Rethinking Chatbots: They're Not Just for Customers
Grabbing that morning Starbucks fix got a little easier this year, thanks to artificial intelligence. Starbucks launched a new feature in January that allows customers who own iPhones or Amazon Echos to order their coffee through voice-activated assistants. Depending which device they use, customers can also ask check their Starbucks account balances, inquire about seasonal specials and find out which baked treats are available at their local stores.
Starbucks has said the use of digital assistants helps it provide more personalized customer experiences. These assistants are also more cost-effective (than the humans who normally would put in customer orders). They facilitate faster, more valuable engagement.
There's even more to AI's impact: While the Starbucks example (along with other uses for chatbots and digital assistants) focuses on external efforts -- benefitting customers, in this case -- chatbots can be immensely helpful in internal efforts such as:
Workflow and communication
Implementing AI can improve workflow and facilitate communication among team members. If someone runs late to a meeting, for instance, his or her digital assistant can ping other participants, telling them to push back the start time.
This will prevent everyone from needing to hop on the phone or send texts, delaying the meeting further. The chatbot will handle the logistics, so the humans involved can focus on getting to the appointment and having a productive discussion.
Digital assistants also drive shorter sales cycles. A salesperson might offer a presentation to a potential customer, then return to the office to type up a report for the presales or solutions teams -- a time-consuming but necessary responsibility.
But if this salesperson records the conversation, a digital assistant can extract the most important details from the transcript, fire off a few short emails and move on to the next high-level task.
Decision-making and organizational processes
Another aspect of AI useful to entrepreneurs is how it can help them enhance decision-making and streamline processes across their organizations. Specifically:
1. Identifying (and eliminating) tedious interactions among team members. What regular interactions -- no matter how large or small your company -- annoy your employees or waste their time? Those are the interactions digital assistants can take over.
Take, for example, Overstock's Mila chatbot. Mila manages the interaction -- via a company app -- with an employee calling in sick. Mila will first offer sympathy, then collect relevant information about this person's schedules and responsibilities.
Next, "she" will contact the person's manager so he or she can plan accordingly. Mila replaced Overstock's outdated call-in hotline, for instance, saving the company time and money on lengthy back-and-forth phone conversations.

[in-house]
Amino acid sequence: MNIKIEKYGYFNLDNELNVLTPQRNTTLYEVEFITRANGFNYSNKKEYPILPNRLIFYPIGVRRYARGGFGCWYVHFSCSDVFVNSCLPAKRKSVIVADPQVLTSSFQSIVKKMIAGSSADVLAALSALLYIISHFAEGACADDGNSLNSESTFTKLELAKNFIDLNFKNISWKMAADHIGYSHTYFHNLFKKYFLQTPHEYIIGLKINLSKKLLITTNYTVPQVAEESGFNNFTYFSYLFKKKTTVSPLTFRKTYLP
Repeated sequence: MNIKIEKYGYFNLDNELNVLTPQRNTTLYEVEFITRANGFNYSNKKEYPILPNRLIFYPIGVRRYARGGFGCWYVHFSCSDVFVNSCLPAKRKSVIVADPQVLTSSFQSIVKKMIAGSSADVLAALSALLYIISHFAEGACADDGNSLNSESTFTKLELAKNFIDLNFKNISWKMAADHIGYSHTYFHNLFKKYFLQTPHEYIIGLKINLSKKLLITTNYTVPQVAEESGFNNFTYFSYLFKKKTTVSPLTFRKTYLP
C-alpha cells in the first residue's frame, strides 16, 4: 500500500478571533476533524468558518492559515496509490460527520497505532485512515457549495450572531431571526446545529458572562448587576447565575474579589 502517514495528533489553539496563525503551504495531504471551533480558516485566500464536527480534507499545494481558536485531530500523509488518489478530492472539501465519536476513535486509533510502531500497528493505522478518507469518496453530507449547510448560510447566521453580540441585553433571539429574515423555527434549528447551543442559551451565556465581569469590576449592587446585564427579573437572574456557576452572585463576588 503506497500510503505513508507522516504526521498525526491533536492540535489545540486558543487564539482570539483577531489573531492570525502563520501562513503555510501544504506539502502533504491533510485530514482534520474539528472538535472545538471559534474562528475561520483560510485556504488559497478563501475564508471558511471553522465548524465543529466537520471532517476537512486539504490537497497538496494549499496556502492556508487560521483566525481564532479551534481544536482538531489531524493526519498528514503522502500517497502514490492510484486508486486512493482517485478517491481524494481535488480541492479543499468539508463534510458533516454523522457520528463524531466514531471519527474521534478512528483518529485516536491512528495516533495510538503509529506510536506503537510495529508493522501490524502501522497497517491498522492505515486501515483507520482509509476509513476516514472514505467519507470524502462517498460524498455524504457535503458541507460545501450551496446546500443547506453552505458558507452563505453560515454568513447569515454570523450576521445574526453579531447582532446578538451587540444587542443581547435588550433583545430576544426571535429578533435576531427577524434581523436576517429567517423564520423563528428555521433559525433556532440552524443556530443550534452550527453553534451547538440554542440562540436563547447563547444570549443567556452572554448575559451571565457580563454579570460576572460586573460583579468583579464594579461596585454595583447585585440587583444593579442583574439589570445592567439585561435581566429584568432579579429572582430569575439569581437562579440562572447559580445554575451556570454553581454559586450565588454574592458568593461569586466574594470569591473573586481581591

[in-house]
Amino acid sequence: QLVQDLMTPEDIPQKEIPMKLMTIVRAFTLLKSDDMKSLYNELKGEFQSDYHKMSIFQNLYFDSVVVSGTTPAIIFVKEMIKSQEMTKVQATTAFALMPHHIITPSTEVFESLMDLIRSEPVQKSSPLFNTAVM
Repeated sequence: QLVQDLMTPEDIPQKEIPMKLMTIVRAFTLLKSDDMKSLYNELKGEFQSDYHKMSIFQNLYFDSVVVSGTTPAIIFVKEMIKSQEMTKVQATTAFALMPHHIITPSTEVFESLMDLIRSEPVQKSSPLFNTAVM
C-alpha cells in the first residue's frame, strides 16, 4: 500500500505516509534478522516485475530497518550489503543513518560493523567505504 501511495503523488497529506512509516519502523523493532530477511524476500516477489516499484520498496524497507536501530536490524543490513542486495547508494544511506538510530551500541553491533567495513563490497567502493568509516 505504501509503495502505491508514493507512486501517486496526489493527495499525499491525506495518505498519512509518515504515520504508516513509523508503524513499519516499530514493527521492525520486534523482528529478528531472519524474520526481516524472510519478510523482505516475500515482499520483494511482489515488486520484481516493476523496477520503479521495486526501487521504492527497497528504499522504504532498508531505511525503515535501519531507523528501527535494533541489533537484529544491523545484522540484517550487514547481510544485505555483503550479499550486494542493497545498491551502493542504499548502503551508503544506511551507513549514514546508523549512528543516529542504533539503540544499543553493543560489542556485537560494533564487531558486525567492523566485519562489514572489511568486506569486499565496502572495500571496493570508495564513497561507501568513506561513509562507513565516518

Sales teams also benefit from automation. Representatives see the greatest success when they invest in warm, qualified leads. However, warm leads take time to convert, and salespeople must log detailed notes about every interaction to guide that person toward a purchase.
Without those notes, leads go cold. But logging notes is time-consuming, and reps need to focus on other tasks. Virtual assistants can relieve that burden, ensuring that sales reps have the information they need without spending hours documenting it.
2. Putting the staff's time to better use. Outsourcing low-level tasks to AI allows teams to spend time on priority projects. For example, instead of having your team answer common questions, you might implement customer-support chatbots. These can provide answers to oft-repeated queries and direct customers to human reps for more complex issues.
The Nanorep chatbot will even flag gaps in a company's knowledge base to make the team aware of the information customers seek. That lets employees focus on bigger-picture issues rather than FAQs.
As for customers: They're becoming more accustomed all the time to dealing with chatbots, so don't worry about putting them off by using an AI system.
One survey from Deloitte University Press found that 22 percent of consumers interviewed had used chat apps to manage basic banking services; so people are familiar with the concept. As long as the system works well and delivers answers, customers will appreciate the service.
3. Let bots assist, not replace, your team. Chatbots and digital assistants offer ways to improve productivity and customer service, but they can't replace your human employees. So, leverage small-scale AI to enable your workers to focus on complex, challenging tasks that boost the company's overall performance.
Simple time-saving functions such as Slack's Worklife bot streamline employees' workflows to minimize the amount of minutiae they have to cope with. That way, employees can redirect that energy to more important tasks. By 2025, digital data will hit a trillion gigabytes, according to an IDC report. With so much information coming at them every day, workers need all the help they can get.
In the end, chatbots and digital assistants don't benefit just the customer -- a business's internal processes have just as much to gain from their advantages.
Business leaders who recognize the value of these AI functions will be rewarded with more streamlined operations and a more productive team -- two things no one would say no to.